Architecture: the frame for human life

  • August 24, 2016
Architecture: the frame for human life

Scholar-Elect Sofia Singler on researching Finnish architecture and inspiring children.

Architecture has become a highly specialised, insular field only taught in universities. Yet it affects everyone’s lives every single day.

Sofia Singler

Sofia Singler [2016] attended extracurricular architecture classes in Finland from the age of 10. The experience has shaped her career so far and this autumn she begins a PhD in Architecture, focusing on the work of Finland’s foremost modernist architect Alvar Aalto. Now she wants to ensure other children can have the same start as she did.

For the past few years she has been running workshops in Finland and the US on architectural themes for children under the age of 12 to introduce them to architecture, primarily through play and curiosity-driven, hands on activities such as model building. She says: “We teach children the basics of literature, theatre and poetry, but we don’t teach much about architecture. If architecture is taught at school it is mostly about its history. Architecture is becoming increasingly specialised and people are increasingly unaware of more complex architectural and urban issues such as planning, and more generally, of what makes good architecture. It has become a highly specialised, insular field only taught in universities. Yet it affects everyone’s lives every single day.”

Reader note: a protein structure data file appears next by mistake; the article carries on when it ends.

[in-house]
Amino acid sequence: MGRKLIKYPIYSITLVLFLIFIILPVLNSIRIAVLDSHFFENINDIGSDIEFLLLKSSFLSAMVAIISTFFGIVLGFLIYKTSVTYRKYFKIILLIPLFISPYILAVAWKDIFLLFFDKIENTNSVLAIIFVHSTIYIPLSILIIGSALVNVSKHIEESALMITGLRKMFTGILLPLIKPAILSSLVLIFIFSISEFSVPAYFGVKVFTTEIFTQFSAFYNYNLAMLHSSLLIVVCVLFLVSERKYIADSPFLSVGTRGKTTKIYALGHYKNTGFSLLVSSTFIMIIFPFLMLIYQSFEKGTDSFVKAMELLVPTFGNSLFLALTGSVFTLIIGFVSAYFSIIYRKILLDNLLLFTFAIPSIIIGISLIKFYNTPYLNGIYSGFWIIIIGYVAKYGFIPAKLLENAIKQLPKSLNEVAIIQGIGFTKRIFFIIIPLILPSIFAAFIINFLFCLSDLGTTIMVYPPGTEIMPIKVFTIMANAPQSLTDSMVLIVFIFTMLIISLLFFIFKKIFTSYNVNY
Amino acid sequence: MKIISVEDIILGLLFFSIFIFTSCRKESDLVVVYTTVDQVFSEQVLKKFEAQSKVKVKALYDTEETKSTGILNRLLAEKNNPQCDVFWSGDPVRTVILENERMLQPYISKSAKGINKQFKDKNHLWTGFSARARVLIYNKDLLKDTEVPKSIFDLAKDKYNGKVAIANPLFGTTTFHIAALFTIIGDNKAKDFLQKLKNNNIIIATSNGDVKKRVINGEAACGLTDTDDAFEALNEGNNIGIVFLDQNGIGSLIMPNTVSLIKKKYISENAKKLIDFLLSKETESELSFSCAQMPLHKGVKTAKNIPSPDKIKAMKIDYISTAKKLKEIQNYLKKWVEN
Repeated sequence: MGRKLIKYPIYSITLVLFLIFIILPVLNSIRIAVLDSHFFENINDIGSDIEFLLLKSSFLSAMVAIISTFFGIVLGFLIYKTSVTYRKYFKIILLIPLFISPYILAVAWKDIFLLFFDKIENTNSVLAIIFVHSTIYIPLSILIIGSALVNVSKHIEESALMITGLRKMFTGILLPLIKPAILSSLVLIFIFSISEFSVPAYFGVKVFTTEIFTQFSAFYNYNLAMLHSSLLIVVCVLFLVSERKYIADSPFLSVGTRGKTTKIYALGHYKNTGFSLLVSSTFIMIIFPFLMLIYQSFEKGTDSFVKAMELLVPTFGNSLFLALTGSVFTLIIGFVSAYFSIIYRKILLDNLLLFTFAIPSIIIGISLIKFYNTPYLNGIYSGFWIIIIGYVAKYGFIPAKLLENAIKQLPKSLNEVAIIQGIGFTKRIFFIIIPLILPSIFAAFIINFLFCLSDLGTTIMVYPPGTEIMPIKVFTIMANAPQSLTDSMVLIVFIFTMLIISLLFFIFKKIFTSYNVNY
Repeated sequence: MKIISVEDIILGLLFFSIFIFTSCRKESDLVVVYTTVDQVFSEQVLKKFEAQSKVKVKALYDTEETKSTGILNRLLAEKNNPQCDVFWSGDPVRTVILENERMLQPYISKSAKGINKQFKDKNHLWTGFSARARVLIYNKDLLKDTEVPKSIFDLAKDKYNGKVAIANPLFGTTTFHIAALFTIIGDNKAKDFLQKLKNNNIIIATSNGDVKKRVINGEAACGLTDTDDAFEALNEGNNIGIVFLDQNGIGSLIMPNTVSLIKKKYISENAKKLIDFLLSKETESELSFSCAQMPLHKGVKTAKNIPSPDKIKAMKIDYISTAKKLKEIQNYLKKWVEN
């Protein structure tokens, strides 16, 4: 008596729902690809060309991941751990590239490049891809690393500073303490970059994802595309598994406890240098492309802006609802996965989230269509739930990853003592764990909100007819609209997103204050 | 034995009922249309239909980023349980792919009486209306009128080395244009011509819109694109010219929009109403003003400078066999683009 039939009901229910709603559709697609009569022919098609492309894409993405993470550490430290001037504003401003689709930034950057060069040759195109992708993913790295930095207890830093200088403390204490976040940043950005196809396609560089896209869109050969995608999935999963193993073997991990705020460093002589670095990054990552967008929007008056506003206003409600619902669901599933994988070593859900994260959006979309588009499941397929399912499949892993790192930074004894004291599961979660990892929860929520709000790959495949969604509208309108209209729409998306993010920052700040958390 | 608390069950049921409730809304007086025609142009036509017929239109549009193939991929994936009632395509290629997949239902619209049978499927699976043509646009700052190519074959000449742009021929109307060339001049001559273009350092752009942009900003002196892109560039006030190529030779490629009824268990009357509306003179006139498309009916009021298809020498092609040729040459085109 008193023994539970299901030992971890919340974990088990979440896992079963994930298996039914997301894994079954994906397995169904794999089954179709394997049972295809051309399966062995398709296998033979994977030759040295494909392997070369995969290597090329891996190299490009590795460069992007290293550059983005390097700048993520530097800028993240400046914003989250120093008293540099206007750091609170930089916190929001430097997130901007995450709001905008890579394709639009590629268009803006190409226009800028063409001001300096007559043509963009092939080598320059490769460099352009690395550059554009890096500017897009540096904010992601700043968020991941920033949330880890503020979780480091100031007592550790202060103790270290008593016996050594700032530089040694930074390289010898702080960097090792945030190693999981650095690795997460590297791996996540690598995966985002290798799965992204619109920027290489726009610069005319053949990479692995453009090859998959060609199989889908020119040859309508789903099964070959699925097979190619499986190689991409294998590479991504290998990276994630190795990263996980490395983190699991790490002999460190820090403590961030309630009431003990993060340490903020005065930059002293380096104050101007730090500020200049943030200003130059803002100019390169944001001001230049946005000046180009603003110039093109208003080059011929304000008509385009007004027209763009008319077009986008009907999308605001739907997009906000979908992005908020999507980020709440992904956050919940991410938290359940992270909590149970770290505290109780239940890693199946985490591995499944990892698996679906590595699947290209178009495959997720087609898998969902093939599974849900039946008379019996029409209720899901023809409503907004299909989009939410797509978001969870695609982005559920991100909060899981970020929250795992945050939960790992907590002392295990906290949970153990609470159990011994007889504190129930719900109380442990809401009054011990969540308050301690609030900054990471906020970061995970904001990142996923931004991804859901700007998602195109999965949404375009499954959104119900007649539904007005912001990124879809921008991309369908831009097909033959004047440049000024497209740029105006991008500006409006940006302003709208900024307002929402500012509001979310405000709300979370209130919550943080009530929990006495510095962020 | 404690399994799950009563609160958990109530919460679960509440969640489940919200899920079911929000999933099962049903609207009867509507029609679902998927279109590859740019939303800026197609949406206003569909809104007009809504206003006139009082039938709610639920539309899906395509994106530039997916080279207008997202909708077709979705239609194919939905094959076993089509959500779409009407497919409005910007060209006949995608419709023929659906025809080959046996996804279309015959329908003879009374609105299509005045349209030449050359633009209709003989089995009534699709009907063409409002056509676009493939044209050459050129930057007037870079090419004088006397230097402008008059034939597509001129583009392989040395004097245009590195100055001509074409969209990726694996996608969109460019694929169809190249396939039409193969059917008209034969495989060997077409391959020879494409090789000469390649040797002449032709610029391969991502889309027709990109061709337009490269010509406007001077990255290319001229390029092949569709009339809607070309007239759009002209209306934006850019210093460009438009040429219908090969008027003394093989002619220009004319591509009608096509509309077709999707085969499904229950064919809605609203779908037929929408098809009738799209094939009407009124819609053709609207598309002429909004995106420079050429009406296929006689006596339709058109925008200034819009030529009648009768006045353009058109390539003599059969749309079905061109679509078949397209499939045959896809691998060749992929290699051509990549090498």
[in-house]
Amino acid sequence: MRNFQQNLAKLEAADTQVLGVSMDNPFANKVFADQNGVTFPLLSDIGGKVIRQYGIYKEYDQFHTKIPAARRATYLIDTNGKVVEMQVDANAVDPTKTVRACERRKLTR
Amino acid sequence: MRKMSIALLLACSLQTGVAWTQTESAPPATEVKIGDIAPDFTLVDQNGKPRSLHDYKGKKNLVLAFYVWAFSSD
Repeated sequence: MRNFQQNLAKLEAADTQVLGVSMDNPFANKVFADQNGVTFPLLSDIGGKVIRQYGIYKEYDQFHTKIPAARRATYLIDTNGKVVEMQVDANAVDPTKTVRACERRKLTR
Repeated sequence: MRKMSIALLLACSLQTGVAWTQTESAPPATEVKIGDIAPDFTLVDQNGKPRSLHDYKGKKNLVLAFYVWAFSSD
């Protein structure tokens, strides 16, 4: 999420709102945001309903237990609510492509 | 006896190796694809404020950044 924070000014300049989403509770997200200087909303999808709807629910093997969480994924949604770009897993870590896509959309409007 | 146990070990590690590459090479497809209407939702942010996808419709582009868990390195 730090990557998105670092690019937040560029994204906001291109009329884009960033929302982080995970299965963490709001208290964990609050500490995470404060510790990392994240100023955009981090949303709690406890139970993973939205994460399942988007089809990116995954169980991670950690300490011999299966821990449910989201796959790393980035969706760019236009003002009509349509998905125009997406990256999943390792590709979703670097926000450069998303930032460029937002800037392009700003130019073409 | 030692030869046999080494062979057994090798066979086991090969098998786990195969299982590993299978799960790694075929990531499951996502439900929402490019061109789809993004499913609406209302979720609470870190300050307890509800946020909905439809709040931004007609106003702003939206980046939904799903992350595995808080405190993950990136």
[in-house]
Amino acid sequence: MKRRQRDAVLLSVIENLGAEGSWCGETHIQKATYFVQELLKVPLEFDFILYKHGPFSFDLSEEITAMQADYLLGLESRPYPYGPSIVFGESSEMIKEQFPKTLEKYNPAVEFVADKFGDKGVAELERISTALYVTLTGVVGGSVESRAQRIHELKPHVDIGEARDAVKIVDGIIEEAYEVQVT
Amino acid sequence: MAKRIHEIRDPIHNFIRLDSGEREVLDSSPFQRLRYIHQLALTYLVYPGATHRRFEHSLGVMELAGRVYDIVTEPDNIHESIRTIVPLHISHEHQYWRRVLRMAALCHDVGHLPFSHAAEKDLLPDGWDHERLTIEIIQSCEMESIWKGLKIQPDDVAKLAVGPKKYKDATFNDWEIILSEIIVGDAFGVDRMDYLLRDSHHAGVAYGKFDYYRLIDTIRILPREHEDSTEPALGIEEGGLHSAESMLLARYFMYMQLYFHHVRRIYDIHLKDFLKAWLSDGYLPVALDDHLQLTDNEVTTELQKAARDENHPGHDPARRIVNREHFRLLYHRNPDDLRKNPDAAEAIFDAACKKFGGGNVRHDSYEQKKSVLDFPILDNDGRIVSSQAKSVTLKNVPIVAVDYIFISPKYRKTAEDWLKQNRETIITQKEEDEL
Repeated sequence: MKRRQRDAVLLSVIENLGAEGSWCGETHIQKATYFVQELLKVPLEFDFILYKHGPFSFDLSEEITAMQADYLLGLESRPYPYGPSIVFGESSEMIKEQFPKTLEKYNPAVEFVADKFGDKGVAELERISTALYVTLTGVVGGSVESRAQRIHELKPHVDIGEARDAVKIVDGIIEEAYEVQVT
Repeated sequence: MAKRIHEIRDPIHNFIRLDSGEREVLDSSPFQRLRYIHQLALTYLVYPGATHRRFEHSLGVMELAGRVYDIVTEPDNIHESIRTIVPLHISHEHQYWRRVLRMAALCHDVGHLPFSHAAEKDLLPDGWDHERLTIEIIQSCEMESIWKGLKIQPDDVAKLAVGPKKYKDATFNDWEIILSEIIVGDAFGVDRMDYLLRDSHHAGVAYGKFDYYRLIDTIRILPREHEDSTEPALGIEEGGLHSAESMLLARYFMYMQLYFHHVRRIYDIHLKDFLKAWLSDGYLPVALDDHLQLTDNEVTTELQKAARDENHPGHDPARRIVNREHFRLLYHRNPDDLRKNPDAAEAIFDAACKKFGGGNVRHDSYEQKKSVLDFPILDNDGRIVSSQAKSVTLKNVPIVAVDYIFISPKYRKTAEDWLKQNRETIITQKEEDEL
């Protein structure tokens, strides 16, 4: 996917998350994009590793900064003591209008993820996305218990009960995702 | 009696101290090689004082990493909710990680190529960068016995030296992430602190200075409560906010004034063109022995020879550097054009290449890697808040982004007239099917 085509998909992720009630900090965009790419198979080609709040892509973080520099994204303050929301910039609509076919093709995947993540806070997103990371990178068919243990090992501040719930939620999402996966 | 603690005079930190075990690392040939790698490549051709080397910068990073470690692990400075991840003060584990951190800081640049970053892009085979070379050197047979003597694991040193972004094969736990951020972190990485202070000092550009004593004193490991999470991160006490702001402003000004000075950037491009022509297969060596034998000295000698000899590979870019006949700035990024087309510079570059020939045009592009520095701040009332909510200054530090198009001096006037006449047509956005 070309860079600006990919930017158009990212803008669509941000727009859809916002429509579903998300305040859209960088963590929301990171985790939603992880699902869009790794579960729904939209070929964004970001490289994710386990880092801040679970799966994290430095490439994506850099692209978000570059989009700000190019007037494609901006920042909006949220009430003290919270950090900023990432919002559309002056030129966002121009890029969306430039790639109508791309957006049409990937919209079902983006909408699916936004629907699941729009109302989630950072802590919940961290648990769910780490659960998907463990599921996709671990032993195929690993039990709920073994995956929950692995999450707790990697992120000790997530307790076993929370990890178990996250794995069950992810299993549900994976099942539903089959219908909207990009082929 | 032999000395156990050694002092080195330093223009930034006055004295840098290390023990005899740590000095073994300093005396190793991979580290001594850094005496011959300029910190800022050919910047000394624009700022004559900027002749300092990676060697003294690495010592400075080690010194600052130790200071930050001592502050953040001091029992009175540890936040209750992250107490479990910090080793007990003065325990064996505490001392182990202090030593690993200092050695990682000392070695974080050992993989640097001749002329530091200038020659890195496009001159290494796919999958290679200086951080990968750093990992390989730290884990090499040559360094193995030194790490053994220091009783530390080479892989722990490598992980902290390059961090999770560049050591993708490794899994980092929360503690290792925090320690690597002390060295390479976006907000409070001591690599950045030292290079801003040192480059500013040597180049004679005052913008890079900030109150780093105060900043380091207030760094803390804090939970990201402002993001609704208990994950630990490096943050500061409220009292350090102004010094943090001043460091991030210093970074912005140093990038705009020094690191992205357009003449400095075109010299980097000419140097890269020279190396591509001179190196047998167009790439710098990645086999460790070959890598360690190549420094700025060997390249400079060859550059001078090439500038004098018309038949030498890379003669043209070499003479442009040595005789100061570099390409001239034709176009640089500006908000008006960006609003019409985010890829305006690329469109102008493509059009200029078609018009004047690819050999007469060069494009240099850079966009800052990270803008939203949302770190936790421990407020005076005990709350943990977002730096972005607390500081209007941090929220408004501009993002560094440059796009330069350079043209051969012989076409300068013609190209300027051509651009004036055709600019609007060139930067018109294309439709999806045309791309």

She hopes to continue the workshops while she is at Cambridge and to use Cambridge as a “fertile laboratory” for her ideas and for her ultimate goal of setting up an architecture school of her own. Sofia, who won a commendation in the Royal Institute of British Architects' Eye Line 2016 drawing competition this summer, thinks Gates Cambridge will help to bring her ambitions to fruition. “The scholarship has fuelled my desire and plans with regard to children’s architecture. It has given them more weight and inspired me further to give back,” she says.

Architecture and the environment

Sofia did all her secondary schooling in Finland, although she was born in the US and lived in four different countries before she was 10. At school she was a good all rounder, but particularly enjoyed the visual arts and languages – hence her decision to enrol in extracurricular classes in architecture at a local art school. She was drawn by the fact that architecture was everywhere and the more she studied it the more she felt she understood her environment.  “I have always had an interest in how architecture frames human life,” she says.

Initially she went to class once a week, but as she got older she worked on specific projects, culminating in a final diploma project at the end of secondary school. At school she did the International Baccalaureate and wrote her extended essay on the influence of architecture in Finnish literary modernism. She says Finland has a very strong design culture and that many designers approach the subject in a holistic way. “For me, architecture is the grand frame in which other design sits,” says Sofia. “I am sure it is has influenced my perception of Finnish culture.”